Creditworthy corporations, exemplified by firms like Johnson & Johnson (NYSE:JNJ) and Microsoft (NASDAQ:MSFT) provide more income to stockholders with dividends than to those buying their bonds. In addition, for the top tier of dividend growth stocks, the dividend increases year after year, through good times and bad. This, of course, counters inflation in a way no fixed income investment can - not even Treasury Inflation Protected Securities (NYSEARCA:TIP). In fact, investing in those bonds can be dangerous to your financial health.
In Dangers Lurking in the Bond Market, David Templeton states,
Compared to the last 30 years, the next investment era may produce similar equity returns but far lower bond returns. Expect the added diversification provided by bonds to diminish substantially relative to the smoothing impact bonds have provided in the last 15 years. Finally, investors should prepare for a much steeper tradeoff between risk and reward. In the years ahead, additional risk will likely be more handsomely rewarded than has been the case in the last 30 years. Perhaps, most importantly, if the risk-return frontier is about to take on more of its pre-1981 character, investors need to question whether current conventional asset allocation parameters, born out of the culture of the last 30 years, are still appropriate?
My answer to that is "no." Following this argument to its logical conclusion one must ask, why buy or hold any bonds? Some would suggest that portfolios consisting of 100% equities best serve investors.
Forty-year veteran of the securities industry and highly respected Seeking Alpha author Chuck Carnevale is of that opinion. In a recent conversation, he said,
"Under a more normal interest rate environment, I am happy to include bonds for those seeking maximum income, and safety. Under more normal conditions, an appropriately laddered bond portfolio can be designed to handle future rate changes, without long term, or permanent damage to the portfolio. However, these are not normal times, and today I eschew bonds completely. Primarily because common sense dictates that with rates approaching zero, the risk profile of bonds is aberrantly high.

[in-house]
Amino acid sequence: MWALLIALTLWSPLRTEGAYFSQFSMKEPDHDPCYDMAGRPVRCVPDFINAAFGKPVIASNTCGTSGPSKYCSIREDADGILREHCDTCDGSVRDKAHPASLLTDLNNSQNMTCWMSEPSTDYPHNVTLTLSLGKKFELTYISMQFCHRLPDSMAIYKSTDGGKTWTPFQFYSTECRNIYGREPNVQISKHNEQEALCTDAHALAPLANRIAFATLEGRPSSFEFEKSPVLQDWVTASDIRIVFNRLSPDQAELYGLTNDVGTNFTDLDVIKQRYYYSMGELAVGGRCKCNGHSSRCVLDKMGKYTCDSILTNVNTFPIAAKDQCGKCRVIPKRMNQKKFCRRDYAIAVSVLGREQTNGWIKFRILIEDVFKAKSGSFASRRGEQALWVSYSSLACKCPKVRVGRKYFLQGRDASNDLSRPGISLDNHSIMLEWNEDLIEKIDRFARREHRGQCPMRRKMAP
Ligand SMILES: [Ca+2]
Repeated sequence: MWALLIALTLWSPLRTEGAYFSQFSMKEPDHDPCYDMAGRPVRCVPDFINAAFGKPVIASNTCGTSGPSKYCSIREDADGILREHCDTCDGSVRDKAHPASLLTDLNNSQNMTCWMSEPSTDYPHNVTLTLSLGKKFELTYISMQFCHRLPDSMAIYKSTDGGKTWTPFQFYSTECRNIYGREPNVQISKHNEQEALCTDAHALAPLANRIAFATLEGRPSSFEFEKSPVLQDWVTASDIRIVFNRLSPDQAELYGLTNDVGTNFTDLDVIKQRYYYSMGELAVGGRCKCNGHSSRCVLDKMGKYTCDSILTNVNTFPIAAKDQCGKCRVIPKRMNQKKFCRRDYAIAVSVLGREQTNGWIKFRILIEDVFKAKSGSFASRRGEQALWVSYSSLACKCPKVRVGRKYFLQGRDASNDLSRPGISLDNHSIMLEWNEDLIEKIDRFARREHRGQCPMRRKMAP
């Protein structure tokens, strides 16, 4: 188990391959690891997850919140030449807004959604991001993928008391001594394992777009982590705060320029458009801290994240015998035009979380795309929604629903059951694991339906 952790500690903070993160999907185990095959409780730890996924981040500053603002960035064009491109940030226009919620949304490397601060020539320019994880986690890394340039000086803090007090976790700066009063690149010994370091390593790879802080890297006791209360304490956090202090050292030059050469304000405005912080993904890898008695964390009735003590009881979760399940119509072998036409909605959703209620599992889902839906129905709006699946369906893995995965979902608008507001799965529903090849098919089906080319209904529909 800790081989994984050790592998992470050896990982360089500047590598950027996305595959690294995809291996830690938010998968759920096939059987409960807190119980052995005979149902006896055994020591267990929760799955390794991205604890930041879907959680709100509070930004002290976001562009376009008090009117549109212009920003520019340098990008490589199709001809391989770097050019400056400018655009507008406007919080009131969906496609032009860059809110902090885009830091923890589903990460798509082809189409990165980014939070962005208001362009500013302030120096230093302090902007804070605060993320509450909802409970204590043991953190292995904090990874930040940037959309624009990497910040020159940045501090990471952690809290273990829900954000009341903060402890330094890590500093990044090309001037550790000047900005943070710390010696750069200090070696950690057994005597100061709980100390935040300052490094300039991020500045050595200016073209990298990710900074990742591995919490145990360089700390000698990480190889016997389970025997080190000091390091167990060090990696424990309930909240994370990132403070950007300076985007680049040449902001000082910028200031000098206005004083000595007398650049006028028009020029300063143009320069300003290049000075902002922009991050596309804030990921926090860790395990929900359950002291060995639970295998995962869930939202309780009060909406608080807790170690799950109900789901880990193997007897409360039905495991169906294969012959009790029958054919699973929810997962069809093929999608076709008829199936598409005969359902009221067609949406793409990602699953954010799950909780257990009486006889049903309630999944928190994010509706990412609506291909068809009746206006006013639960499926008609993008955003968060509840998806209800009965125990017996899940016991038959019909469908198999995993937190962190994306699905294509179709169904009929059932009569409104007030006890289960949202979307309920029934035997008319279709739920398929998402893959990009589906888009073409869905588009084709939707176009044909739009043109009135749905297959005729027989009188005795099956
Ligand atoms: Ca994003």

Investors should realize that if rates rise, intermediate to long-term bonds will see price drops equal to any we have seen with equities. Moreover, the price drops can persist for a longer time (out to maturity) than it took stock prices to recover after the Great Recession."
Chuck went on to say, "Bonds typically should provide higher yield and safety than available from dividend paying equities. For the first time in my more than forty-year career, the reverse is currently true." I can attest to the fact that in my recollection as an investor for about the same period I have never seen anything like this. The two-fold problem, to reinforce what I said at the beginning of the article, is the paucity of income available from bonds and the risk of loss of principal. This has forced me to reassess my foundational training in securities investing. It pushes me out of my comfort zone.
2012 Fixed Income Holdings...35% of Total Retirement Portfolio